Ireland – Central Register of Beneficial Ownership of Companies

The European Union (Anti-Money Laundering: Beneficial Ownership of Corporate Entities) Regulations 2019 (S.I. No. 110 of 2019) (the “Regulations”) were issued by the Irish Finance Minister on 22 March 2019.

 

The Central Register of Beneficial Ownership (“CRBO”) required to be established by the Regulations will begin to accept filings of beneficial ownership information from 22 June 2019. Existing Irish companies will have until 22 November 2019 to make their filings (while companies incorporated after 22 June 2019 will have 5 months from incorporation). The CRBO website, which will launch on 29 April 2019, will provide further information and companies will also be contacted directly in the coming weeks with details of their filing obligations.

Companies incorporated in Ireland were already required to maintain an internal register of beneficial ownership information; however, the law requiring maintenance of an internal register (S.I. No. 560 of 2016) has now been repealed and replaced by the Regulations.

Background

The EU’s Fourth Anti-Money Laundering Directive (“4AMLD”) requires every EU Member State to create a CRBO for companies. The provisions of 4AMLD were required to be given effect in domestic law by 26 June 2017. Ireland was among Member States referred to the Court of Justice of the EU in July 2018 for failing to have implemented 4AMLD in full.

In the meantime, 5AMLD (the successor to 4AMLD) has been adopted by the EU and Member States are now required to bring its provisions into effect by 10 January 2020.

Rights of access to the Irish CRBO

5AMLD requires company CRBOs to be accessible to “any member of the general public” (with the option to require registration and payment of a minimal fee in order to gain such access), whereas 4AMLD provides that members of the public could be required to demonstrate a “legitimate interest” in the information before being granted access.

Under the Regulations, the general public will have “restricted” rights of access to information on the CRBO; however, access is only “restricted” in the sense that not all particulars of beneficial owners will be visible (in particular the day of the date of birth, residential address and PPS/tax ID number). The only exception is where the beneficial owner whose personal information is sought is a minor (child); in this scenario the person seeking access will be requested to set out in writing the “grounds on which he or she considers it is in the public interest that the information be disclosed to him or her”. The Regulations allow the registrar to charge a fee for access, but such fee must not exceed the administrative costs of providing access (and it is not yet clear if such a fee will in fact be charged).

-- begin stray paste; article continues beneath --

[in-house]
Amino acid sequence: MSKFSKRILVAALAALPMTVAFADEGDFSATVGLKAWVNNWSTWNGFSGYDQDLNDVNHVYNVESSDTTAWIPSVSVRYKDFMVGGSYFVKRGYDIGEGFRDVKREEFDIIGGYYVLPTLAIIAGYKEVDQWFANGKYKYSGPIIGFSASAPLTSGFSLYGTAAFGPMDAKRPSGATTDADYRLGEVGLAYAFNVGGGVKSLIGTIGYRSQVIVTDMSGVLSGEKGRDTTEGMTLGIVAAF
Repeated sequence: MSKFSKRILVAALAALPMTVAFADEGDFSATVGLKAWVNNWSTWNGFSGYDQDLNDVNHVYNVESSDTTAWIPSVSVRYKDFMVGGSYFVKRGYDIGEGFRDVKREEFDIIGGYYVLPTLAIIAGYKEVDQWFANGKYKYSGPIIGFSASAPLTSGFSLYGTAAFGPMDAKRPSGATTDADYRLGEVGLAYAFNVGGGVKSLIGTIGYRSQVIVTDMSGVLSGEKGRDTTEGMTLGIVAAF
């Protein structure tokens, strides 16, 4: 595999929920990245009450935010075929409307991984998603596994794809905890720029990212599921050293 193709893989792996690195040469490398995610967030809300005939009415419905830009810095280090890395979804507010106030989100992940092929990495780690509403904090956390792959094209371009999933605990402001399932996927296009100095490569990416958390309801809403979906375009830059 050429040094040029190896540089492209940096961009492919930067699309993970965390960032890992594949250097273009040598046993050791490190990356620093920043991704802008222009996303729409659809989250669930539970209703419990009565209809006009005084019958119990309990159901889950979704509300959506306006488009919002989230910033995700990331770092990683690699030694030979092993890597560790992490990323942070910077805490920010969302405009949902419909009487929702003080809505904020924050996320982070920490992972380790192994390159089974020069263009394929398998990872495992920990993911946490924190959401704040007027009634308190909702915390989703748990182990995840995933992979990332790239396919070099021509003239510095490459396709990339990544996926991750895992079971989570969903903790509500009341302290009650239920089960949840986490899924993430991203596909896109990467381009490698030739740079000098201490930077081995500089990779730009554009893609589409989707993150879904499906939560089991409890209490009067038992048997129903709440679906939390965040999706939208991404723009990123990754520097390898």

Law enforcement and competent authorities in Ireland will have unrestricted access to the CRBO; however that access is to be available only to relatively senior officers of such authorities, and only with the approval of officers of even higher seniority.

There are provisions for Irish law enforcement bodies to exchange CRBO information with equivalent competent authorities in other Member States upon request; as well as for Ireland’s CRBO to be interconnected with those of other Member States through the “Central European Platform” potentially envisaged by 5AMLD.

Definition of “beneficial ownership”

The definition of “beneficial ownership” for the purposes of Ireland’s CRBO is that contained in 4AMLD, i.e.:

“[T]he natural person(s) who ultimately owns or controls a legal entity through direct or indirect ownership of a sufficient percentage of the shares or voting rights or ownership interest in that entity, including through bearer shareholdings, or through control via other means”.